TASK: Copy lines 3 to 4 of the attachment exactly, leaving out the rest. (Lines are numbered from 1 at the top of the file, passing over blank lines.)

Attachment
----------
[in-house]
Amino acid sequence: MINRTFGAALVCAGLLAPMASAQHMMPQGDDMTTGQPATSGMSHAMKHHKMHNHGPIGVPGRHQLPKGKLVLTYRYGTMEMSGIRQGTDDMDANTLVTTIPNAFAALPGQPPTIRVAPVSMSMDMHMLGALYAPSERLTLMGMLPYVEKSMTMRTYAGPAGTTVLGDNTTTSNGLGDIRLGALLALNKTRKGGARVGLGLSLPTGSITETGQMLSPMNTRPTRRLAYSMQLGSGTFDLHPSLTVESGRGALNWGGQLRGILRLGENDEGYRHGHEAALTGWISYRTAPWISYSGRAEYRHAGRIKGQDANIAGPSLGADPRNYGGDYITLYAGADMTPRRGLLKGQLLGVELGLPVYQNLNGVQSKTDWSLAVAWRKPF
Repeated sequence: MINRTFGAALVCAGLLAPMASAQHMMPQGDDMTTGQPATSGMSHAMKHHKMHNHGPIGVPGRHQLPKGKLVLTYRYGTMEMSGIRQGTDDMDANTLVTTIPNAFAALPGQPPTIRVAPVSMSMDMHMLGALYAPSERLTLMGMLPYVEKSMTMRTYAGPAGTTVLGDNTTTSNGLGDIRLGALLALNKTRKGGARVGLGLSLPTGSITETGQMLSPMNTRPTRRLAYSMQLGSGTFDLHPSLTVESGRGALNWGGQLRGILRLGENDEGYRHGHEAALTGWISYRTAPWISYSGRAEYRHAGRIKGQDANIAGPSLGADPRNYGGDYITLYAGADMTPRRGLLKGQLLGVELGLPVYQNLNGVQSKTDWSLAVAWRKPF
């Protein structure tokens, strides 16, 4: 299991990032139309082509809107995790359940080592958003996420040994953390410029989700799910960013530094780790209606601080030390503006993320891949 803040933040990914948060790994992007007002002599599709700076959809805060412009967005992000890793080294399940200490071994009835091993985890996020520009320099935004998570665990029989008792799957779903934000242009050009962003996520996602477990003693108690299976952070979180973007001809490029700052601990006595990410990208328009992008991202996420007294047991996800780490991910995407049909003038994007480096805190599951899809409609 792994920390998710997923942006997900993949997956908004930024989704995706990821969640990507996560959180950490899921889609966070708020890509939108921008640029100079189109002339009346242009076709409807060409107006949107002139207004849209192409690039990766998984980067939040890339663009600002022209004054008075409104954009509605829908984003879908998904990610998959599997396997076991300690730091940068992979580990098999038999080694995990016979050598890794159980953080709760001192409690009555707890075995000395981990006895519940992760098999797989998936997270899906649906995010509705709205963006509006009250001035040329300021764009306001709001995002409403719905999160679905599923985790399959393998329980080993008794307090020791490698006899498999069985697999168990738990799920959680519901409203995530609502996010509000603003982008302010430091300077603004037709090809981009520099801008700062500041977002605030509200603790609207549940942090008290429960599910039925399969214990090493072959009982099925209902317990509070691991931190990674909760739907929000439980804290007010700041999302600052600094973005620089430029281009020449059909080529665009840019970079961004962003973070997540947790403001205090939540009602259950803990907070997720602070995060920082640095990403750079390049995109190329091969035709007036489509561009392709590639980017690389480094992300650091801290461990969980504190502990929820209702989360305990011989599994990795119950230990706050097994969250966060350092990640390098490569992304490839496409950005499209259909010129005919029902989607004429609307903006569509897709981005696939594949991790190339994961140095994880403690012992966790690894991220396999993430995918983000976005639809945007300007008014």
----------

Repeated sequence: MINRTFGAALVCAGLLAPMASAQHMMPQGDDMTTGQPATSGMSHAMKHHKMHNHGPIGVPGRHQLPKGKLVLTYRYGTMEMSGIRQGTDDMDANTLVTTIPNAFAALPGQPPTIRVAPVSMSMDMHMLGALYAPSERLTLMGMLPYVEKSMTMRTYAGPAGTTVLGDNTTTSNGLGDIRLGALLALNKTRKGGARVGLGLSLPTGSITETGQMLSPMNTRPTRRLAYSMQLGSGTFDLHPSLTVESGRGALNWGGQLRGILRLGENDEGYRHGHEAALTGWISYRTAPWISYSGRAEYRHAGRIKGQDANIAGPSLGADPRNYGGDYITLYAGADMTPRRGLLKGQLLGVELGLPVYQNLNGVQSKTDWSLAVAWRKPF
């Protein structure tokens, strides 16, 4: 299991990032139309082509809107995790359940080592958003996420040994953390410029989700799910960013530094780790209606601080030390503006993320891949 803040933040990914948060790994992007007002002599599709700076959809805060412009967005992000890793080294399940200490071994009835091993985890996020520009320099935004998570665990029989008792799957779903934000242009050009962003996520996602477990003693108690299976952070979180973007001809490029700052601990006595990410990208328009992008991202996420007294047991996800780490991910995407049909003038994007480096805190599951899809409609 792994920390998710997923942006997900993949997956908004930024989704995706990821969640990507996560959180950490899921889609966070708020890509939108921008640029100079189109002339009346242009076709409807060409107006949107002139207004849209192409690039990766998984980067939040890339663009600002022209004054008075409104954009509605829908984003879908998904990610998959599997396997076991300690730091940068992979580990098999038999080694995990016979050598890794159980953080709760001192409690009555707890075995000395981990006895519940992760098999797989998936997270899906649906995010509705709205963006509006009250001035040329300021764009306001709001995002409403719905999160679905599923985790399959393998329980080993008794307090020791490698006899498999069985697999168990738990799920959680519901409203995530609502996010509000603003982008302010430091300077603004037709090809981009520099801008700062500041977002605030509200603790609207549940942090008290429960599910039925399969214990090493072959009982099925209902317990509070691991931190990674909760739907929000439980804290007010700041999302600052600094973005620089430029281009020449059909080529665009840019970079961004962003973070997540947790403001205090939540009602259950803990907070997720602070995060920082640095990403750079390049995109190329091969035709007036489509561009392709590639980017690389480094992300650091801290461990969980504190502990929820209702989360305990011989599994990795119950230990706050097994969250966060350092990640390098490569992304490839496409950005499209259909010129005919029902989607004429609307903006569509897709981005696939594949991790190339994961140095994880403690012992966790690894991220396999993430995918983000976005639809945007300007008014």